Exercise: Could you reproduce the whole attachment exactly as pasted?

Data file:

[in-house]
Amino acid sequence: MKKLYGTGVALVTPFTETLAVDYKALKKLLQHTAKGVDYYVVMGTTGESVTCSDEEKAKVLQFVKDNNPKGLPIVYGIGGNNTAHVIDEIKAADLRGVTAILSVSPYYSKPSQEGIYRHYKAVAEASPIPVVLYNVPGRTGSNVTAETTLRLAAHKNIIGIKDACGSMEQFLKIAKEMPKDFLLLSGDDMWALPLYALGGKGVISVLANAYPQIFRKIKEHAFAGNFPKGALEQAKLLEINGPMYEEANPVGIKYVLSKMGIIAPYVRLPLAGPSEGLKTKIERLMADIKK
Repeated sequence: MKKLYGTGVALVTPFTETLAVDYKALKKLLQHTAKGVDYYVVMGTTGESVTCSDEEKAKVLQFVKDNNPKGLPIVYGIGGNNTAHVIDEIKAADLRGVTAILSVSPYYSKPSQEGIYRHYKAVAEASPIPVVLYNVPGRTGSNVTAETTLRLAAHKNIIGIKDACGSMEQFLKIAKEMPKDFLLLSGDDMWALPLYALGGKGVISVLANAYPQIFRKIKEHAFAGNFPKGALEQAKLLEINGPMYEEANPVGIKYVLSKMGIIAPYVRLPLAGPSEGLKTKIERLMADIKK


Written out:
[in-house]
Amino acid sequence: MKKLYGTGVALVTPFTETLAVDYKALKKLLQHTAKGVDYYVVMGTTGESVTCSDEEKAKVLQFVKDNNPKGLPIVYGIGGNNTAHVIDEIKAADLRGVTAILSVSPYYSKPSQEGIYRHYKAVAEASPIPVVLYNVPGRTGSNVTAETTLRLAAHKNIIGIKDACGSMEQFLKIAKEMPKDFLLLSGDDMWALPLYALGGKGVISVLANAYPQIFRKIKEHAFAGNFPKGALEQAKLLEINGPMYEEANPVGIKYVLSKMGIIAPYVRLPLAGPSEGLKTKIERLMADIKK
Repeated sequence: MKKLYGTGVALVTPFTETLAVDYKALKKLLQHTAKGVDYYVVMGTTGESVTCSDEEKAKVLQFVKDNNPKGLPIVYGIGGNNTAHVIDEIKAADLRGVTAILSVSPYYSKPSQEGIYRHYKAVAEASPIPVVLYNVPGRTGSNVTAETTLRLAAHKNIIGIKDACGSMEQFLKIAKEMPKDFLLLSGDDMWALPLYALGGKGVISVLANAYPQIFRKIKEHAFAGNFPKGALEQAKLLEINGPMYEEANPVGIKYVLSKMGIIAPYVRLPLAGPSEGLKTKIERLMADIKK